According to the citation, Hairston’s 2015 black Cadillac Escalade was traveling at 51 mph in a 35 mph zone on Toddville Road heading toward Freedom Drive. The tags were expired and his vehicle went more than half its width over the double yellow line for 25-30 yards, according to a Charlotte-Mecklenburg Police officer N.S. Bush in his report.
“P.J. is young, he’s human and we all make mistakes,” said Brittney Bogues, CEO of All In PR and who works with Hairston. “Some of it was misrepresented. He was given a citation like any other person would be given. And once you comply with the situation and show proof of rectifying the situation, which he’s done, everything is dismissed. He’s really trying to focus on what he’s here to do and that’s play basketball and support the community and get past this.”
If this were a one-off situation as his representation wants to sell it, you could see that. We all have made the stupid mistakes of youth. But in 2013 Hariston was popped for driving on a suspended license and misdemeanor marijuana possession, charges that were later dismissed after he updated his license and took a drug test.
Hairston is under contract with the Hornets for this season; then they have to decide if they will pick up the third year of his rookie contract.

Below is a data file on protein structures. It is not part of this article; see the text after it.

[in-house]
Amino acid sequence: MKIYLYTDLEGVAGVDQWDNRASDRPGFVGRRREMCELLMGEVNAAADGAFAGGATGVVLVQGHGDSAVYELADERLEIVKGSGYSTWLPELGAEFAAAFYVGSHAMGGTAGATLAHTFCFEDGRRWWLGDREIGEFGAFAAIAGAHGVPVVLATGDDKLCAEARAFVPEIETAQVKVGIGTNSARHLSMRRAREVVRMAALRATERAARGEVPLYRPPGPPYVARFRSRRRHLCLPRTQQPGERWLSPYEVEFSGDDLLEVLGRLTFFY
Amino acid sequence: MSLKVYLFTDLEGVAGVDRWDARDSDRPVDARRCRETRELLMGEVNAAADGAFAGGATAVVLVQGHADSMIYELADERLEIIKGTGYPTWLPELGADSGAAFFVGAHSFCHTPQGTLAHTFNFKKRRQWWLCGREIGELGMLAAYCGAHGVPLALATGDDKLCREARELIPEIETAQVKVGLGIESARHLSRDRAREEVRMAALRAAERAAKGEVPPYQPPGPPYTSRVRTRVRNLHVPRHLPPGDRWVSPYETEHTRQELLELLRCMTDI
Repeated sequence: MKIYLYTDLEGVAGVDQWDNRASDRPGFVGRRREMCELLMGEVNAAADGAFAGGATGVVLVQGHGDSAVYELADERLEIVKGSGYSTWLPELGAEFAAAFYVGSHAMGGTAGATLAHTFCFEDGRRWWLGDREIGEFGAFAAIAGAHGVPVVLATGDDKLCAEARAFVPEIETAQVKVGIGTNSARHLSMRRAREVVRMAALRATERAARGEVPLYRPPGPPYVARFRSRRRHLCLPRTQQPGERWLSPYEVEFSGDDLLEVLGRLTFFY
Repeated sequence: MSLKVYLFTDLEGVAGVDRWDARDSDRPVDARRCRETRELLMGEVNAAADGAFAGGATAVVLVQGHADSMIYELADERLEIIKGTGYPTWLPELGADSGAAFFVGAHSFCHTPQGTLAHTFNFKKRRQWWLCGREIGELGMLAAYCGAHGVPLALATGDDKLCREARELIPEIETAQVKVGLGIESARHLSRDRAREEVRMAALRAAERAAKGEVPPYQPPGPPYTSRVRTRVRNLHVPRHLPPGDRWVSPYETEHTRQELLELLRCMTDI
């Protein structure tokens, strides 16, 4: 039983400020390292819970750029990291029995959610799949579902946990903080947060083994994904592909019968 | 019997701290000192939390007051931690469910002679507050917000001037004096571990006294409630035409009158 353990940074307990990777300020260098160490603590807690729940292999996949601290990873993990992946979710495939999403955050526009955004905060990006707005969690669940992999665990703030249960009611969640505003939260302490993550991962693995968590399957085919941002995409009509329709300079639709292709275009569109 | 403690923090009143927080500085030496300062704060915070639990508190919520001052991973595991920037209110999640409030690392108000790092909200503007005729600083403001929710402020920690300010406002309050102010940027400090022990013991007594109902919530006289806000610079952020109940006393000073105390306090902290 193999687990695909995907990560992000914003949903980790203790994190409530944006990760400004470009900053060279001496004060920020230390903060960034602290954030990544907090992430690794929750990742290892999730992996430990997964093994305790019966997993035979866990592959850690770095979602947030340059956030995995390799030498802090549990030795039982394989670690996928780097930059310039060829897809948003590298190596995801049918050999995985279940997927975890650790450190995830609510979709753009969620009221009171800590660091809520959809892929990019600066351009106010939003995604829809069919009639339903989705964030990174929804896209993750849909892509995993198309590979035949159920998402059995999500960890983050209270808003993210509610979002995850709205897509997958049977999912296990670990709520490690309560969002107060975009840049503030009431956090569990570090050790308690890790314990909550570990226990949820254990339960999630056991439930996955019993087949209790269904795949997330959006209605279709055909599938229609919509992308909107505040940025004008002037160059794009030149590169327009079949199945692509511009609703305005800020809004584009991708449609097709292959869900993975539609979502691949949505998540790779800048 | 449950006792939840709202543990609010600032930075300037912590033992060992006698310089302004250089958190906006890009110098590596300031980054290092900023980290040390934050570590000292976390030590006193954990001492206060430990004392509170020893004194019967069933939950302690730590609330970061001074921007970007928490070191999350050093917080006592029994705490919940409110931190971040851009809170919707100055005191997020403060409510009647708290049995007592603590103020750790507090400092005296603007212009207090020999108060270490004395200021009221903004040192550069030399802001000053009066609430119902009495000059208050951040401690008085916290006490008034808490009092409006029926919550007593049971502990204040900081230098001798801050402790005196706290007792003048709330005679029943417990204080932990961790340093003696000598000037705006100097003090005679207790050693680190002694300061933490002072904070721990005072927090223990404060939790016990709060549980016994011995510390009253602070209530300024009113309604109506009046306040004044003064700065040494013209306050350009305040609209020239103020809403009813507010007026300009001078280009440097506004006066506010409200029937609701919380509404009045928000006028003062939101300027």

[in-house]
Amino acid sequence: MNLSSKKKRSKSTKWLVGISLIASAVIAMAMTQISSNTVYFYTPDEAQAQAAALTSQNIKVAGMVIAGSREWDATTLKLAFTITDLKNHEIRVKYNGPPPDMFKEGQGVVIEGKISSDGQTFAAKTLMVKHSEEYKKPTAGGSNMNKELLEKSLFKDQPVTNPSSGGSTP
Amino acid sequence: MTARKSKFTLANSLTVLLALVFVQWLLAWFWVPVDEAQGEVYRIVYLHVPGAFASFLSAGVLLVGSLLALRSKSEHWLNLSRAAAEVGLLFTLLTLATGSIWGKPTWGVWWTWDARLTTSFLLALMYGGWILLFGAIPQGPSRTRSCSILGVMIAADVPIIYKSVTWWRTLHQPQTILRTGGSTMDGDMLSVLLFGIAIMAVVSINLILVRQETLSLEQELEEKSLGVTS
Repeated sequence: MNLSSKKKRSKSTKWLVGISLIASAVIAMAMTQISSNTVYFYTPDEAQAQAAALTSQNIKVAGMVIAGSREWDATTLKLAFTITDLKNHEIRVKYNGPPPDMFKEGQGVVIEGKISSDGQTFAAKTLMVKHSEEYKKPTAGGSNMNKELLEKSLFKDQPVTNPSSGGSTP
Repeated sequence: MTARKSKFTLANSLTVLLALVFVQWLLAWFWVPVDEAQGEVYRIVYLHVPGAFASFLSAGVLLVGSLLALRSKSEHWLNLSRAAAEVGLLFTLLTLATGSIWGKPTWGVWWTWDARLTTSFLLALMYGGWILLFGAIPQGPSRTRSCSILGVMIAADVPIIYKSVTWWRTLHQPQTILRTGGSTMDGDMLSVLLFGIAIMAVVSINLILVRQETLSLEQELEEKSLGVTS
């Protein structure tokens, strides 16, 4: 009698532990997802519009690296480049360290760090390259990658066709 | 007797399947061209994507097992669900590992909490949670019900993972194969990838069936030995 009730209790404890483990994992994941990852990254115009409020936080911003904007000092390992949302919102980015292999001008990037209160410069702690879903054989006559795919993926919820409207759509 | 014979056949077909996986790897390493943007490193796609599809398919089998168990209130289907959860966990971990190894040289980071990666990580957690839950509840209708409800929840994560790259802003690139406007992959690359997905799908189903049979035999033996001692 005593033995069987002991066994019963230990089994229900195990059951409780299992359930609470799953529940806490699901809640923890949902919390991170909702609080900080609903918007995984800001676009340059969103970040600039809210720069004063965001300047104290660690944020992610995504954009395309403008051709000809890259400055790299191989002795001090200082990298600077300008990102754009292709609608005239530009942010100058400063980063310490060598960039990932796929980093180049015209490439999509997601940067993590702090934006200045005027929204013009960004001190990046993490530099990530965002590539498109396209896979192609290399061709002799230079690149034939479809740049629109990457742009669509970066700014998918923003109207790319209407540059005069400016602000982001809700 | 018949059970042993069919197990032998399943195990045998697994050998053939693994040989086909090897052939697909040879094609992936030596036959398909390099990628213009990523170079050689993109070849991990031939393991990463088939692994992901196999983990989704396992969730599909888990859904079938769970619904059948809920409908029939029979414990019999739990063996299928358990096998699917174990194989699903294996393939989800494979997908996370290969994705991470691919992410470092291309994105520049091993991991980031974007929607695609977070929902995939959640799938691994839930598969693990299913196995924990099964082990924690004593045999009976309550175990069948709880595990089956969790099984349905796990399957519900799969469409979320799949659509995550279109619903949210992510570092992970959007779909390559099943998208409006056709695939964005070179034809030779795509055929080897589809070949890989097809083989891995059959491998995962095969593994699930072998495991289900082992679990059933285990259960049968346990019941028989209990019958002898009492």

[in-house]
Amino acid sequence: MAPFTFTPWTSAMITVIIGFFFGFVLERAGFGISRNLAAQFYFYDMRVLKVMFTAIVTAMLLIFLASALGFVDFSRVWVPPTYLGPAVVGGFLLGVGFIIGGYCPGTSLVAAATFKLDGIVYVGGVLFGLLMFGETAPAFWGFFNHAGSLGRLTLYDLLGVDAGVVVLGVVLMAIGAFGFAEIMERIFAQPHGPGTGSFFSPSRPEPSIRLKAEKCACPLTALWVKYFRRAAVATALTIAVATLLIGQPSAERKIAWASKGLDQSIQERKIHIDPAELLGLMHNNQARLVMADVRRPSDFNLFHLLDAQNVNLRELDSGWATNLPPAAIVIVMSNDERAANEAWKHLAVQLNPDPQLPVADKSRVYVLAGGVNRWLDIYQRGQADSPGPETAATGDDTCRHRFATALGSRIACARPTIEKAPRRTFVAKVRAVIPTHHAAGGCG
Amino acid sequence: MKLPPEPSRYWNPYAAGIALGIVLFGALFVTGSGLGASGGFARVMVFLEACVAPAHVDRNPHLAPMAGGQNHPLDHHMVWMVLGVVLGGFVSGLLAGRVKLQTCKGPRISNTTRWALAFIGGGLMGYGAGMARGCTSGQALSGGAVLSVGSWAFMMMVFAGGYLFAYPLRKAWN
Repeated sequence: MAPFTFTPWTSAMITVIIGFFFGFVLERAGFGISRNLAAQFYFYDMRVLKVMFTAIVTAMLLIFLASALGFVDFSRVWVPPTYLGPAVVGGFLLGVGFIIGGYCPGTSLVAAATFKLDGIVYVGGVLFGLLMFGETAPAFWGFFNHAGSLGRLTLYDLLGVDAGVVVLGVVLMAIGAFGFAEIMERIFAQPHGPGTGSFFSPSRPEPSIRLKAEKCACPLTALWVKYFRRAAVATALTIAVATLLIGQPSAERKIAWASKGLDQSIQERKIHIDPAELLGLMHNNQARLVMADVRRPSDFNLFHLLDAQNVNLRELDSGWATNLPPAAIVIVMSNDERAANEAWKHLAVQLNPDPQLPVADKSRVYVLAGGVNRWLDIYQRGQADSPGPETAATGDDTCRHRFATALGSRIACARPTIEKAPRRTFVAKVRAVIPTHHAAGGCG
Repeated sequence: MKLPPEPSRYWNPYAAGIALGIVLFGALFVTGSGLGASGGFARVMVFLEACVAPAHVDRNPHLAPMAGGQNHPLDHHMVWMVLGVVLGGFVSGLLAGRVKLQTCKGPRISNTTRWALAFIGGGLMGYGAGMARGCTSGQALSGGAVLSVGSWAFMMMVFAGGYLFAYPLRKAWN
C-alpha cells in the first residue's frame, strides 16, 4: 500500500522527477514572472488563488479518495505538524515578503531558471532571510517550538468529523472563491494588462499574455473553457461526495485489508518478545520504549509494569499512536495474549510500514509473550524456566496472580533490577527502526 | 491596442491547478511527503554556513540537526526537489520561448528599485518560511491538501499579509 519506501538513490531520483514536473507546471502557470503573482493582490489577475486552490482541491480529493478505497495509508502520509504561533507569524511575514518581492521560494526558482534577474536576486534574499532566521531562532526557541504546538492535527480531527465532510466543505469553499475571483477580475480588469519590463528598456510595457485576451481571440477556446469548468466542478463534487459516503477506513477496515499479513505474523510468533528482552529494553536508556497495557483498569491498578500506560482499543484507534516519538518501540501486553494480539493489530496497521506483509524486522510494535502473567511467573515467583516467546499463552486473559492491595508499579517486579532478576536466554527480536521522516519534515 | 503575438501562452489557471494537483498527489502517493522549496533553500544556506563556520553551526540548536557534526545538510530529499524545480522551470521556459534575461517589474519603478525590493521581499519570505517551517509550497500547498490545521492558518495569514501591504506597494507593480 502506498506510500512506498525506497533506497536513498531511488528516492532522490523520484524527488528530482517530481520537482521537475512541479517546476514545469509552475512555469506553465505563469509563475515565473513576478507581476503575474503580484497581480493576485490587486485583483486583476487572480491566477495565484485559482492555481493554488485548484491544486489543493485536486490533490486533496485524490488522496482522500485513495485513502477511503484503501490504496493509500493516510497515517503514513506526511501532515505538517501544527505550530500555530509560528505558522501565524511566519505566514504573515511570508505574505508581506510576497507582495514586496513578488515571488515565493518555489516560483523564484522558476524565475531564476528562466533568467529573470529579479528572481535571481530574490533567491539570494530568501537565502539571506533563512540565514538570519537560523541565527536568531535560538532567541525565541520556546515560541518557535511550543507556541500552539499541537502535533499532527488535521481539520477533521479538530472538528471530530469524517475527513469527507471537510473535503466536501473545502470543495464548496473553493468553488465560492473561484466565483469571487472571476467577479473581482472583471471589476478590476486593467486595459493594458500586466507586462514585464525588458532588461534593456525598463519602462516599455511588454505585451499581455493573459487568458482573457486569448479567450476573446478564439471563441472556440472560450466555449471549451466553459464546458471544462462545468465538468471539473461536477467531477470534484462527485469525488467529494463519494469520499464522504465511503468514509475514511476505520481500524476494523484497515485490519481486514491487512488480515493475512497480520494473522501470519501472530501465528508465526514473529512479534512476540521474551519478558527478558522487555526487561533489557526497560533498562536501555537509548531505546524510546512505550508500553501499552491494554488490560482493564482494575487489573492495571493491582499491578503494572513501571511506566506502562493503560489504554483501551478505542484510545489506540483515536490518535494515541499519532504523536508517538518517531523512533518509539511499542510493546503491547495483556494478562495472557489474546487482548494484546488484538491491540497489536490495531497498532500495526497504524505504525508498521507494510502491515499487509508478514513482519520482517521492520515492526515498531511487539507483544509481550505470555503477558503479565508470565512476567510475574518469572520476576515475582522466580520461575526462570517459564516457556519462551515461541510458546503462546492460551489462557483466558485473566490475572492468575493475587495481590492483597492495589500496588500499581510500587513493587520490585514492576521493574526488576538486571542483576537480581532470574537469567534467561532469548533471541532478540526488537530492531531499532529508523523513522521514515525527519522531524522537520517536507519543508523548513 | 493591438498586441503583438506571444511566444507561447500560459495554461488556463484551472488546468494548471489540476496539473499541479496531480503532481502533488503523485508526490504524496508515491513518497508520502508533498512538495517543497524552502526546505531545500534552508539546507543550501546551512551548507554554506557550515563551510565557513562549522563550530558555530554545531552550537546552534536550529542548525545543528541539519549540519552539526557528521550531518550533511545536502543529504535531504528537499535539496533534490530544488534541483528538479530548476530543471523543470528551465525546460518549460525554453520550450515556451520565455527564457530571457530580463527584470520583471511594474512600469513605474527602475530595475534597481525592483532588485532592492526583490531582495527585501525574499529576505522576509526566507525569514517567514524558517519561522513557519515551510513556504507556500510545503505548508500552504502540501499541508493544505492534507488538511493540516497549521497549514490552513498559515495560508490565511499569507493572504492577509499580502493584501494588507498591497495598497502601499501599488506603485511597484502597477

It all starts with DeAndre Jordan.
Chandler Parsons isn’t on a plane to Houston, J.J. Redick isn’t in a car, Blake Griffin isn’t in a helicopter, Chris Paul doesn’t have to hop off the banana boat if DJ doesn’t first open the door and invite Doc Rivers to walk through it. Jordan had made a verbal commitment to the Mavericks for a max deal but has had second thoughts. He reached out to the Clippers and — because they have no good alternative if he did leave — Doc Rivers and company pounced.
Which is why the Clippers players are confident that Jordan will be back.
That is the sense around the league — you don’t take the meeting if you’re not pretty far down the road in your own head. Multiple media members have tweeted out the same sentiment, saying Clipper players feel pretty good about their chances.